category: Voter Contact

Does the list make the candidate?

by admin at 1:09am, March 16, 2009 | E-Campaign, Email, Voter Contact, Voter File

The Washington Post recently did a story about how the organization “Obama For America” (OFA) is poised to flex their organizing muscle for the Presidents budget proposal. There are plenty of stories out there that talk about this move from a political aspect and whether it will be effective but many outlets are under reporting the premise that enabled OFA to mobilize millions in support of the Presidents agenda. Alex Vogel, a republican political consultant hits it on the nose at the end of the article,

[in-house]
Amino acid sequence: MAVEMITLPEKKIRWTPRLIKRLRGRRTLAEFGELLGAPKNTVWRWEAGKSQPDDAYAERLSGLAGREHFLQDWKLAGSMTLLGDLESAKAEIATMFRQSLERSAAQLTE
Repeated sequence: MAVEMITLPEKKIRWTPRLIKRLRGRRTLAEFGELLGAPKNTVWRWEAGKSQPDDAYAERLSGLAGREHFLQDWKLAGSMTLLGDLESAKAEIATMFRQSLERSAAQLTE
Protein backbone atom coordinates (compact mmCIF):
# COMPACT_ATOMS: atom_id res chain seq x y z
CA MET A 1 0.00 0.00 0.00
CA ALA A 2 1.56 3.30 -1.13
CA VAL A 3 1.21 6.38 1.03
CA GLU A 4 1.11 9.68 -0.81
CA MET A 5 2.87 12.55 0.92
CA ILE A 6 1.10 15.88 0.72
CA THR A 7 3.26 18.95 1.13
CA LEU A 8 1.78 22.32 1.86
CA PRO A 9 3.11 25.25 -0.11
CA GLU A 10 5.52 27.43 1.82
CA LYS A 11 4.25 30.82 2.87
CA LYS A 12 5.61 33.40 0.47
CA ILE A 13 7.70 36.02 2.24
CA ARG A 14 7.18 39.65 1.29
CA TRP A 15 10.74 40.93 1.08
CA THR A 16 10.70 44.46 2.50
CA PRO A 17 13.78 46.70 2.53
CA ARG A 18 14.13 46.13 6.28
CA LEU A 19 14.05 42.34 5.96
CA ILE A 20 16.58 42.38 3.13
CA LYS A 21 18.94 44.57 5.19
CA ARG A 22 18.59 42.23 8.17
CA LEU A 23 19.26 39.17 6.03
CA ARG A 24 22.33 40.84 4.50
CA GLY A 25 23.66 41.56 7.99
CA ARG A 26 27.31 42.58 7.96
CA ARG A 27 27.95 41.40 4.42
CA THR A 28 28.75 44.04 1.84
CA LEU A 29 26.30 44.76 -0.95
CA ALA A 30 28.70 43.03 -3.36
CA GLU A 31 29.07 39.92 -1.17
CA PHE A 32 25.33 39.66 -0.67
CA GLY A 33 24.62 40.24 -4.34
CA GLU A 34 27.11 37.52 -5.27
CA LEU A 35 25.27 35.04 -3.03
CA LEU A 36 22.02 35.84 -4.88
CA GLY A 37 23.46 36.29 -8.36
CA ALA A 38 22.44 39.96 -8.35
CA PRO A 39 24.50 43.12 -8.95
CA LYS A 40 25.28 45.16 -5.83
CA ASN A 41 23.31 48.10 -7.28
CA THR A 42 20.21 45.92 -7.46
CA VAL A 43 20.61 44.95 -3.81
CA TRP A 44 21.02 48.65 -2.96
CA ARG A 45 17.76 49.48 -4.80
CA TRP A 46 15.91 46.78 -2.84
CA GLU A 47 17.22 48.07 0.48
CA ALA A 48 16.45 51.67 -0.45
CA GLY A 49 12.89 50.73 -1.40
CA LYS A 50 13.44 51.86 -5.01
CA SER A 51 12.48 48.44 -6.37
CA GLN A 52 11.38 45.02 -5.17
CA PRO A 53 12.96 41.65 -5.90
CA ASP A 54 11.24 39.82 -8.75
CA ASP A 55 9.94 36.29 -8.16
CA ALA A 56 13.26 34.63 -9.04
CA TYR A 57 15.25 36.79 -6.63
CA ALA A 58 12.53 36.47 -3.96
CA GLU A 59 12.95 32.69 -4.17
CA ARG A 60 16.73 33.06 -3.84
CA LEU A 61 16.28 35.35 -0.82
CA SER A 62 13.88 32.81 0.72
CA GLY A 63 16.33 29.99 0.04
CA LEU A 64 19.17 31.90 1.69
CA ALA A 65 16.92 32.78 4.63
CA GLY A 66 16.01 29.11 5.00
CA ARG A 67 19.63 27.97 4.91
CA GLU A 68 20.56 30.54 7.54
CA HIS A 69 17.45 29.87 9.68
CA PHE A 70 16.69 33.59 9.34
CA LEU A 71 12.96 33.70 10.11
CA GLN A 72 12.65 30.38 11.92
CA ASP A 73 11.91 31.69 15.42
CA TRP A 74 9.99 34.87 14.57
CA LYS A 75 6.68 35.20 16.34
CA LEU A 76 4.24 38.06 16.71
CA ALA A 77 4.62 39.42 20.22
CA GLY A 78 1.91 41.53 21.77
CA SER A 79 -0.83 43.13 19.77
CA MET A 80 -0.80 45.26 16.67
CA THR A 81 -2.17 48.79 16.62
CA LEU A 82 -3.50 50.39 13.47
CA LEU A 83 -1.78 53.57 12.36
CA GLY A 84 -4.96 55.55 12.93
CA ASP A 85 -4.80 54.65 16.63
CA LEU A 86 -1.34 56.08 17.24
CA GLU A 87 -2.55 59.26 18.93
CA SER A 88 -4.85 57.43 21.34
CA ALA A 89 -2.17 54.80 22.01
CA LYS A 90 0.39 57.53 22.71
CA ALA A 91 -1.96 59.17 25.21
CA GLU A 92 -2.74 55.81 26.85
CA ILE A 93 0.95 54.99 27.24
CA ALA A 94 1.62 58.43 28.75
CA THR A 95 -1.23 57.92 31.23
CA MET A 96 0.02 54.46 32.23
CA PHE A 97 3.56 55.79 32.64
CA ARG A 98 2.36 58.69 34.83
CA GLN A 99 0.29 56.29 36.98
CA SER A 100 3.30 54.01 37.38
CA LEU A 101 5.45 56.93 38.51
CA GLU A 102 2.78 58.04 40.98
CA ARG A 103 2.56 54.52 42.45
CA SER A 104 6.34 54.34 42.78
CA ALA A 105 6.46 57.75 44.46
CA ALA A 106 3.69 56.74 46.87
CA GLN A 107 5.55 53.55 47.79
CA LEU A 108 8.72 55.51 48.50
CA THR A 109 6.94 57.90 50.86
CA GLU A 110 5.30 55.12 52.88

“If mail lists made Karl Rove, e-mail and cell lists made Obama,” he said, referring to the former White House deputy chief of staff. “But what good is a list if your message is bad?”

The point is this – “the list” or database is the essential tool for a win. As Alex Vogel points out it was the list that made the candidate (or the consultant). I can’t stress the “tool” portion of that statement enough, a list is tool and nothing more – just as a good hammer can help you build a house simply having the hammer doesn’t mean you can build it.

According to Obamas email list is around 13 million email addresses. If you match that with the reported responses in the Wapo article (30k) that puts the conversion rate right around .23%. The article does note that only the people who “attended or hosted” an Obama house party would receive an email so it is safe to assume that not all 13 million email addresses were used – probably a lot less than half received an email.